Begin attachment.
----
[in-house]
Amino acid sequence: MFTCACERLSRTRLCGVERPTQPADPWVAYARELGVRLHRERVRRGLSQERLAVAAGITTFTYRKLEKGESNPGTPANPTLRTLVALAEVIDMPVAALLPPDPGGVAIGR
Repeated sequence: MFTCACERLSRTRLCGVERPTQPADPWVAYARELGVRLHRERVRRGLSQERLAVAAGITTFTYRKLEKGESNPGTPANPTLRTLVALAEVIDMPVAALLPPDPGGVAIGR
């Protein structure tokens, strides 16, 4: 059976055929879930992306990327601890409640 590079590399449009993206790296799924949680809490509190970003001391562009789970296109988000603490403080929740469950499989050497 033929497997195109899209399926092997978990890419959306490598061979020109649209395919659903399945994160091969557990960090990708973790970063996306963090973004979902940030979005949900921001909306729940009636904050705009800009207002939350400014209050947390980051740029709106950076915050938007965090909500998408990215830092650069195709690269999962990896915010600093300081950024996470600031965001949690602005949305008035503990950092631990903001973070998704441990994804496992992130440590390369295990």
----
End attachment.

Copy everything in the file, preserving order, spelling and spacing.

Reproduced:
[in-house]
Amino acid sequence: MFTCACERLSRTRLCGVERPTQPADPWVAYARELGVRLHRERVRRGLSQERLAVAAGITTFTYRKLEKGESNPGTPANPTLRTLVALAEVIDMPVAALLPPDPGGVAIGR
Repeated sequence: MFTCACERLSRTRLCGVERPTQPADPWVAYARELGVRLHRERVRRGLSQERLAVAAGITTFTYRKLEKGESNPGTPANPTLRTLVALAEVIDMPVAALLPPDPGGVAIGR
């Protein structure tokens, strides 16, 4: 059976055929879930992306990327601890409640 590079590399449009993206790296799924949680809490509190970003001391562009789970296109988000603490403080929740469950499989050497 033929497997195109899209399926092997978990890419959306490598061979020109649209395919659903399945994160091969557990960090990708973790970063996306963090973004979902940030979005949900921001909306729940009636904050705009800009207002939350400014209050947390980051740029709106950076915050938007965090909500998408990215830092650069195709690269999962990896915010600093300081950024996470600031965001949690602005949305008035503990950092631990903001973070998704441990994804496992992130440590390369295990």